One of the more intriguing appearances will be Partch, named for Harry Partch, who invented his own instruments, such as a diamond shaped marimba tuned to his own 44-note scale and another fashioned with containers from particle accelerators. The composer’s original instruments were in storage at SDSU, until the collection moved to Montclair State University in New Jersey, where it is housed in the Harry Partch Instrumentarium.
Partch’s leader John Schneider has been building replicas and is working toward a complete set. The group will give a free performance and demonstration at the Museum of Making Music and a full concert on Schulman Auditorium. The performances are a rare treat; even McBane has never heard Partch’s music live.
Today’s young composers stand on the shoulders of the past, even as they draw heavily on pop influences and new technologies. On his blog Perich describes his works as simple forms where randomness, order and composition intersect. He isn’t content to make music and art; he invents “instruments” that are in a straight line from Harry Partch’s, although they are creations of the digital age.
In his One-Bit Music project, Perich turns jewel cases into personal lo-fi devices. The listener plugs into a head phone jack on the side of a jewel case that contains an electronic circuit and hears 40 minutes of 1-bit electronic music, the lowest possible digital representation of audio. “Interface” is a full-throated work for string quartet and 4-channel 1-bit electronics. Perich, who can switch from Bjork-like compositions to punk, has been recognized by no less than New York’s Whitney Museum, which in February, showcased him in its Whitney Live series of cutting edge performers.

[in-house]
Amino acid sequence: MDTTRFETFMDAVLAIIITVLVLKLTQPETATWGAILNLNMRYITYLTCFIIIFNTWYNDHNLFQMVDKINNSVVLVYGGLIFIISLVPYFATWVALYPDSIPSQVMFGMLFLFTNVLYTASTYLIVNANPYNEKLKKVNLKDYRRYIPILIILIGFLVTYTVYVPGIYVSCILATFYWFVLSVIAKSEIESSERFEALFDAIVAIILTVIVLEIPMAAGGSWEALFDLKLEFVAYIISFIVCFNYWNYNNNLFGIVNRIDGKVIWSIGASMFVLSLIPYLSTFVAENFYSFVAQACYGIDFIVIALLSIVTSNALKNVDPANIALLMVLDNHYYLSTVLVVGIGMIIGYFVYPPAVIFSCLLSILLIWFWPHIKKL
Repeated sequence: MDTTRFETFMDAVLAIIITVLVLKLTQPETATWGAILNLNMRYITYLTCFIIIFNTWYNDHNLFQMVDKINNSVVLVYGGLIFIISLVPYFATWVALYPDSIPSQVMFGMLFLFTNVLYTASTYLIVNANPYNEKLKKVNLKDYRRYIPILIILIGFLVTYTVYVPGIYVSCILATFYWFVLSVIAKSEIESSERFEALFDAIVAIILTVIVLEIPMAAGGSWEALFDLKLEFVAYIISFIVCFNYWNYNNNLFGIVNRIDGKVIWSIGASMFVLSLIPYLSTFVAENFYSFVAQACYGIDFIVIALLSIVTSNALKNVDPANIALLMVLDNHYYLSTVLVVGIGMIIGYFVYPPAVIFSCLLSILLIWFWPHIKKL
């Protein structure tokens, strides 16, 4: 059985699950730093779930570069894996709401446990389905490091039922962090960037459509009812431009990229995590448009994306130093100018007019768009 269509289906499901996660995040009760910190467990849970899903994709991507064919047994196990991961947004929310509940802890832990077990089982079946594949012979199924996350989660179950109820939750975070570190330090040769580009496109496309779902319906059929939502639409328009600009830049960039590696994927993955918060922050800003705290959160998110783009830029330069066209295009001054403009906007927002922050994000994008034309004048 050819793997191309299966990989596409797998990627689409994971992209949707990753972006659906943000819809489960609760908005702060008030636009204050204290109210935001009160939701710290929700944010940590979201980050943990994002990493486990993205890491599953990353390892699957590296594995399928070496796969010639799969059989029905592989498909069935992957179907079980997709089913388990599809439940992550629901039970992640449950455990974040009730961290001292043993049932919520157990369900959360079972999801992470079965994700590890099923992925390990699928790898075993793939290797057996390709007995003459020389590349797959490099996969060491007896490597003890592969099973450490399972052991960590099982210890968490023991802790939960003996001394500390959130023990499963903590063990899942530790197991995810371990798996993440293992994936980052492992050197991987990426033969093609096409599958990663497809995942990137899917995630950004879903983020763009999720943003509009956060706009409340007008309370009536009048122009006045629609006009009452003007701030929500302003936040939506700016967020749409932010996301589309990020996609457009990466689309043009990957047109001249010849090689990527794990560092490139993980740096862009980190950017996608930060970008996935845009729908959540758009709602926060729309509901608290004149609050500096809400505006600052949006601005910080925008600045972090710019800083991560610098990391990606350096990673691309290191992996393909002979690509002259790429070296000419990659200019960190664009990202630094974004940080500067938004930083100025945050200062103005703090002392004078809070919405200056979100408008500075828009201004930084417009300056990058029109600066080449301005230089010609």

Sevensson is Perich’s polar opposite. Loaded with Scandinavian bite and humor, his works use unusual instrument combinations and sometimes large ensembles. In his hour-long work “Tillvaratagna effekter,” he reinvents the violin concerto, scoring it for a violin soloist, two sopranino recorders, two melodicas, six electric guitars, two bass guitars and timpani.
Svensson’s “Singing and Dancing” won the festival’s international competition which drew 100 entries. The Calder Quartet will perform Svensson’s piece, which was co-commissioned by ArtPower! at UCSD, and Perich’s “Interface.”
Build, which performs in clubs and lofts in New York, will make its California debut at the festival with McBane’s compositions. The band’s musical identity sings from the cover of its recently-released premiere CD, “build.” A hulking, rusting piece of construction equipment is parked on a beach washed by a gentle surf. McBane wrote the music, took the photo and produced the disc for New Amsterdam Records. The band — violin, cello, piano, bass and drums — is clearly in control of music that is alternately swaying and gentle (“in the backyard”) and rough and driving (“magnet”). The final track (“driving”) clocks in at nearly 14 minutes and progresses in a steady and energetic minimalist intensity. The recording has already picked up good reviews.
Today, new music is a free trade zone, and differences between the coasts are not as stark as they were in the middle of the twentieth century. Bi-coastal energies rule. In 2005, the San Francisco opera premiered John Adams’ “Doctor Atomic,” about Robert Oppenheimer, the developer of the A-bomb. This season, after productions in the Netherlands and Chicago, it’s on the Metropolitan Opera’s schedule.
Terry Riley’s work will reach across the continent too. In November, Bang On a Can All-Stars of New York will premiere Terry Riley’s “Autodreamographical Tales” at Le Poisson Rouge in Greenwich Village. And then in the spring, Carnegie Hall will host a California modernist masterpiece. The Kronos Quartet, which is based in San Francisco, will supervise a star-filled 45th anniversary performance of Riley’s movable musical feast “In C.” (SoundOn, the Athenaeum’s new music festival, has presented it twice in the past two years.)
Rooted in California, McBane also operates in the active New York music world that he described: “Composers in their 30s and early 20s are fusing genres, including indie rock. They’ve gone to conservatories and they’re musicians from different groups. It’s an indie classical scene.”
For complete festival information go to www.carlsbadmusicfestival.org.
To hear some music from new composers: